Computational protocol: Multilocus Analyses Reveal Postglacial Demographic Shrinkage of Juniperus morrisonicola (Cupressaceae), a Dominant Alpine Species in Taiwan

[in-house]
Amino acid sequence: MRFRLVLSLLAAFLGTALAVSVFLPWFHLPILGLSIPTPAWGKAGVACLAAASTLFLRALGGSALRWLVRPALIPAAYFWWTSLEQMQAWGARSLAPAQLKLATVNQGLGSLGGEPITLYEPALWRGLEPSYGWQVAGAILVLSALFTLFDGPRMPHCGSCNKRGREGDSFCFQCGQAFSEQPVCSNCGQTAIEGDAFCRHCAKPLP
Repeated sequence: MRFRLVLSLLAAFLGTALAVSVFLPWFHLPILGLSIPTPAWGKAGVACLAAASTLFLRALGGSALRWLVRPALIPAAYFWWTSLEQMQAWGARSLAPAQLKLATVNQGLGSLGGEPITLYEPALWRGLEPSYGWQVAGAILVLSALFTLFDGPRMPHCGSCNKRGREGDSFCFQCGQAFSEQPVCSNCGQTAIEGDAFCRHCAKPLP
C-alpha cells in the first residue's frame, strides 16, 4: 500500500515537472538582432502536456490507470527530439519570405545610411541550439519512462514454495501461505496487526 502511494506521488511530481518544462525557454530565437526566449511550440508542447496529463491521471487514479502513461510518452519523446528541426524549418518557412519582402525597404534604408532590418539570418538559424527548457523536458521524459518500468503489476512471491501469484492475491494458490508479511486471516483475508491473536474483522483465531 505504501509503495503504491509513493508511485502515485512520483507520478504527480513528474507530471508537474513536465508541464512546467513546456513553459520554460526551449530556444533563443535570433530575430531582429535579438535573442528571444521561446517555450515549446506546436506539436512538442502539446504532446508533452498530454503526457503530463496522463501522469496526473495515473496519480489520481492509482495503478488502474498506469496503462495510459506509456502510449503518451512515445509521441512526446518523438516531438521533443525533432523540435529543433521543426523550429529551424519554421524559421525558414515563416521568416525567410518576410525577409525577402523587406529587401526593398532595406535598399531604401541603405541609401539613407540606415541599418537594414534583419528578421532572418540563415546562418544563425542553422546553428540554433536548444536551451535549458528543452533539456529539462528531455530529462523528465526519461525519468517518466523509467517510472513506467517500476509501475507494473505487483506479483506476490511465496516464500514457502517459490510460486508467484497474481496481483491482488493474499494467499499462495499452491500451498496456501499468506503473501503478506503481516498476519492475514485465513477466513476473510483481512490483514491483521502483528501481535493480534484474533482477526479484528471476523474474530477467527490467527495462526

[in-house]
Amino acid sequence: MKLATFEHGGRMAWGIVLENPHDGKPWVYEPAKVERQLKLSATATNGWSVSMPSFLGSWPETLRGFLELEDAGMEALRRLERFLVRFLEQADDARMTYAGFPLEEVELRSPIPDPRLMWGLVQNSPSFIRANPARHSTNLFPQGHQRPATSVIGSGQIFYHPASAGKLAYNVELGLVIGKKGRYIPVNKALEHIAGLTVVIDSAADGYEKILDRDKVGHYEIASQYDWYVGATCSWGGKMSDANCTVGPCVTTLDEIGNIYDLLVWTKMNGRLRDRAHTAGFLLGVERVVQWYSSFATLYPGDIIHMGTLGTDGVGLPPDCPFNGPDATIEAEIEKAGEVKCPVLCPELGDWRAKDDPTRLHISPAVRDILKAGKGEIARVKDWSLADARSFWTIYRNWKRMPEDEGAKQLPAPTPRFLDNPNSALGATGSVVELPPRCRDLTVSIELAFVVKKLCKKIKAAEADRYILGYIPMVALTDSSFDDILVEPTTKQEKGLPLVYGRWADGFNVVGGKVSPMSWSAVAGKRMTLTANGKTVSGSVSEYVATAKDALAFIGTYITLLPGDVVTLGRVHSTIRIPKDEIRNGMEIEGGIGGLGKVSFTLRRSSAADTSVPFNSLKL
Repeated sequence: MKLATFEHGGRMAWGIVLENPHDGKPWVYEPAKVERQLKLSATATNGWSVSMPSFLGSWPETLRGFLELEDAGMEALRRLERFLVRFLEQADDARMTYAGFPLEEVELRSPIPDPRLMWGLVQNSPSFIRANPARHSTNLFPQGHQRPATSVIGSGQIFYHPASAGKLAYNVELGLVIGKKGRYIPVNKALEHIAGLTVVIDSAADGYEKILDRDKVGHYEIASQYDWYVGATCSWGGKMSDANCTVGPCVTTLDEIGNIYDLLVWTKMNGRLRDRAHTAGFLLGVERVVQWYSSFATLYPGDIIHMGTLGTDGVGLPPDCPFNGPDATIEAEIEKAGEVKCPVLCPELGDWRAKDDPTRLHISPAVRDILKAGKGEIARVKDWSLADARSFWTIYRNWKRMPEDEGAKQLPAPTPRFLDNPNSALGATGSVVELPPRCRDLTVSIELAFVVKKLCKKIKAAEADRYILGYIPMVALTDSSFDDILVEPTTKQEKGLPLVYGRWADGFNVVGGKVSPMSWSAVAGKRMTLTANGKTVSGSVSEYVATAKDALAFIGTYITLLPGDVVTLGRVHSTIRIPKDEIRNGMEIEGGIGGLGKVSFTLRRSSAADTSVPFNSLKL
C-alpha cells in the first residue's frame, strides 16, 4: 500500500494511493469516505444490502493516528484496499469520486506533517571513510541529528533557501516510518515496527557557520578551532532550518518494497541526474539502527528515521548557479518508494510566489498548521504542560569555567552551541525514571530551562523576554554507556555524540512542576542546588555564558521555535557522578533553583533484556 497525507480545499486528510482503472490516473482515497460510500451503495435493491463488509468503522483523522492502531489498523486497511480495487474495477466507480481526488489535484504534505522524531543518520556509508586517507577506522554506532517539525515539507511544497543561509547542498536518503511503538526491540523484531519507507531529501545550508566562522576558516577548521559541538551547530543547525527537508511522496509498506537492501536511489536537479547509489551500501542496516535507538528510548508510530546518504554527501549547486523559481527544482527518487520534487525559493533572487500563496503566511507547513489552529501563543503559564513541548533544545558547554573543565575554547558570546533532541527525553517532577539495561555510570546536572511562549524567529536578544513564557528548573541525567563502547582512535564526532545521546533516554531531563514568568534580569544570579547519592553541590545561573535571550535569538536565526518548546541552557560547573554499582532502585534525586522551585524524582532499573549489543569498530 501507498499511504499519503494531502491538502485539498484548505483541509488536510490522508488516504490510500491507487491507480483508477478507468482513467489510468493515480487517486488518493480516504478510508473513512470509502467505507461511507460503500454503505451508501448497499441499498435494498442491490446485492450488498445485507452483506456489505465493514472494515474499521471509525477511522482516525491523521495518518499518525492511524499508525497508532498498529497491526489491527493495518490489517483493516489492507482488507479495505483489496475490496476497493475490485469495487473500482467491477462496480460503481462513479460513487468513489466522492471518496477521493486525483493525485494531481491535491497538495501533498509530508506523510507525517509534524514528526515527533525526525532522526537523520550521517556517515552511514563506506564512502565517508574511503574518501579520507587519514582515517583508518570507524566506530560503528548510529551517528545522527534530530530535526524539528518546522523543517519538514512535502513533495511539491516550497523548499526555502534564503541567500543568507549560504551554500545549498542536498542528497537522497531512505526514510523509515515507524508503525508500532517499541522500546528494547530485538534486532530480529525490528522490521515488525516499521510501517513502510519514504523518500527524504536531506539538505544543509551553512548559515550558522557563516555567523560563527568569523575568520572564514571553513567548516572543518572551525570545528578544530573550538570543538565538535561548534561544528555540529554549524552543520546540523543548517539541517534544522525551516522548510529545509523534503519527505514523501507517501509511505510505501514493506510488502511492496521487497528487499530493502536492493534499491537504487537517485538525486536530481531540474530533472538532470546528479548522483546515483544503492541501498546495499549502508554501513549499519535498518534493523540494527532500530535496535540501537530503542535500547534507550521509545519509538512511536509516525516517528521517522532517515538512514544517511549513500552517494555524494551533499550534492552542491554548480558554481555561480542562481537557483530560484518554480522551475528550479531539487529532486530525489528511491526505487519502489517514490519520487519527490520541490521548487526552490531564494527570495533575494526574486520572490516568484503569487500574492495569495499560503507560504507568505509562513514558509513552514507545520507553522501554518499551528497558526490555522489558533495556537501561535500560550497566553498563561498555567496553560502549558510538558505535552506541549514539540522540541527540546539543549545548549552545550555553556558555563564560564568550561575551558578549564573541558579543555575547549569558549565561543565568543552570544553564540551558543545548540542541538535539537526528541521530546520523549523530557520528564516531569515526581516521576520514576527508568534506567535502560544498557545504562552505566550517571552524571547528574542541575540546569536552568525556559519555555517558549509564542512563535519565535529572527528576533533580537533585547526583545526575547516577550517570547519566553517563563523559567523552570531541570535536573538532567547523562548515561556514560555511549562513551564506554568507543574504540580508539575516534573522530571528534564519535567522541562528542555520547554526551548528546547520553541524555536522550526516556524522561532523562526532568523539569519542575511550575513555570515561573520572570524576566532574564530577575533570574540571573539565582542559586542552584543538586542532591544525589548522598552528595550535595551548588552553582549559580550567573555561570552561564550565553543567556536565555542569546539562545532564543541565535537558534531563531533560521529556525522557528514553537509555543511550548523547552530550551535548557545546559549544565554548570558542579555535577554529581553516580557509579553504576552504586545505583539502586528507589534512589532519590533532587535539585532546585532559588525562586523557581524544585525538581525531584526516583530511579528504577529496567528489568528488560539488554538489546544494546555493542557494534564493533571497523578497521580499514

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[…] Nucleotide sequences were aligned with the program Clustal X []. Haplotypes of each locus were assigned with the DnaSP v.5.10. Neighbor-joining trees of individual genes were generated using the Kimura 2-parameter model with the program MEGA 5 []. Numbers of mutations between DNA sequence haplotypes based on pairwise comparisons were obtained with mega 5 [], and were used to construct a minimum spanning network with the program minspnet []. [...] Levels of genetic diversity within populations and within species were quantified with measures of nucleotide diversity (π) and haplotype diversity (Hd) using DnaSP v5 []. Patterns of geographical subdivision and levels of genetic differentiation among mountain systems were estimated hierarchically with DnaSP v5. We also calculated Tajima’s D for detecting population growth []. A linear regression was also used to investigate the correlation between average genetic diversity across loci and altitude gradients. The significance of the correlation was determined using a regression F test in the spss program. The samova program was used to identify groups of geographically adjacent populations of J. morrisonicola that were maximally differentiated []. We performed the analyses based on 100 simulated annealing procedures for K values from 2 to 8 and examined maximum indicators of differentiation (FCT values). [...] For microsatellites, genetic diversity within populations/mountain systems was assessed by calculating allele number (A), observed (Ho) and expected heterozygosity (He), and population differentiation (FST) with Arlequin v. 3.5 []. To detect recent genetic bottlenecks, we conducted a Wilcoxon’s sign rank test on the excess of heterozygosity. Bottleneck tests were performed with the bottleneck 1.2.02 using the infinite alleles model (IAM), stepwise mutation model (SMM), and two-phase model (TPM; 95% SMM and 5% IAM) []. We then looked for evidence of genetic structure at a finer resolution by analyzing the data with program structure v. 2.3 []. The program structure v. 2.3 uses a Bayesian method to infer the number of clusters (K) without using prior information of individual sampling locations. The program was run for K = 1 to K = 11 clusters with 10 separate runs for each number of clusters to evaluate the consistency of the results. Each run was pursued for 1 million MCMC interactions, with an initial burn-in of 100,000 and an ancestry model that allowed for admixture. The final posterior probability of K, Pr (X|K), was computed using the runs with highest probability for each K value []. However, as indicated in the structure documentation, Pr (X|K) usually plateaus or increases slightly after the “right” K is reached. Thus, following Evanno et al. [], we calculated ΔK, where the modal value of the distribution is located at the right K. [...] For detecting demographic fluctuations, Bayesian skyline plot (BSP) analyses were used to infer historical demographic dynamics of J. morrisonicola using beast v. 1.7.5 []. For BSP analyses, which use standard MCMC sampling procedures calculated from a sample of molecular sequences for estimating a posterior distribution of effective population size without dependence on a pre-specified parametric model of demographic history, multiple loci can be incorporated to estimate the effective population size through time. In this study, we used beast v. 1.7.5 to determine the demographic history that the species experienced in nucleotide sequence loci and microsatellites, respectively. The substitution model for each gene was set as suggested by JMODELTEST v. 2.1.4 [–]: GTR for trnS-trnG, GTR+I for Maldehy, GTR+I+G for Needly, HKY for trnT-trnL, coxI, and coxIII, and HKY+I for Chs, Myb, and Pgi. The generation time of J. morrisonicola was set as 50 years. Linear and stepwise models were explored using a strict clock with substitution rates of 1.94×10−10 and 1.12×10−10 mutations per site per year for nuclear and organellar loci, respectively [–]. For microsatellite loci, a substitution rate of 2×10−6 was applied to the genetic analyses. Runs consisted of 50 million generations, with trees sampled every 1000 generations. The BSP was visualized in the program Tracer v1.5 [], which summarizes the posterior distribution of population size over time. In this study, we also re-analyzed sequences in species of lower elevations or with a wide altitudinal range in Taiwan, including Castanopsis carlesii (Hemsl.) Hayata (300–700 m a.s.l.) [], Lithocarpus formosana (Hayata) Hayata (ca. 400 m) and L. dodonaeifolius (Hayata) Hayata (600–1,200 m) [], Cyclobalanopsis glauca (Thunb.) Oerst. (ca. 500 m) [], Cycas taitungensis C. F. Shen et al. (400–800 m) [], Trochodendron aralioides Siebold & Zucc. (300–2,500 m) [], Cunninghamia konishii Hayata (1,300–2,000 m) [], Pinus taiwanensis Hayata (750–2,500 m) [], Michelia formosana (Kaneh.) Masam. & Suzuki (100–2,200 m) [], Machilus kusanoi Hayata and M. thunbergii Siebold & Zucc (both ca. 2,300 m) [], Euphrasia transmorrisonensis Hayata (2,200–3,900 m) [], Abies kawakamii (Hayata) Ito (3,000–3,500 m) [], Rhododendron pseudochrysanthum Hayata (3,000–3,900 m) [] ().To further test the demographic hypotheses suggested by the BSP analyses, an approximate Bayesian computation (ABC) was conducted with the program DIYABC v.2.1.0 []. According to the glacial records in Taiwan with the southernmost distribution in Mt. Sanchashan [], individuals of J. morrisonicola were thereby divided into the southern group, with populations of TK and KS, both southern from Shanchashan, and the northern group with all other populations. Four hypothetical scenarios based on the timing of population split and the occurrence/absence of recent expansion were tested: (1) the southern group splitting from the northern group prior to the demographic shrinkage of the northern populations, whereas without subsequent expansions (2) the split occurring after the shrinkage without subsequent expansion, (3) the split occurring after the shrinkage, followed by a recent expansion of the southern populations, and (4) the split occurring prior to the shrinkage, followed by a recent expansion of the southern populations (). Nucleotide sequences and microsatellite data were analyzed separately. For sequence data, nuclear and organellar loci were assigned to different groups; mutation models were both set as Hasegawa-Kishino-Yano, prior distribution of mutation rate was set as uniform with 1×10−9 to 1×10−6 per site per generation, and other parameters were set with the default values. For microsatellites, all loci were assigned to a single group with the default values in all settings. The prior distributions for demographic scenarios and the selected summary statistics were detailed in . Here, we simulated 1 million and 4.5 million datasets for sequences and microsatellites, respectively. The “pre-evaluate scenario-prior combinations” function in DIYABC was used to confirm if all demographic scenarios generated approximate the observed data. The “compute posterior probability of scenarios” function was used to find the best scenario based on the posterior probability estimated by a logistic regression method. […]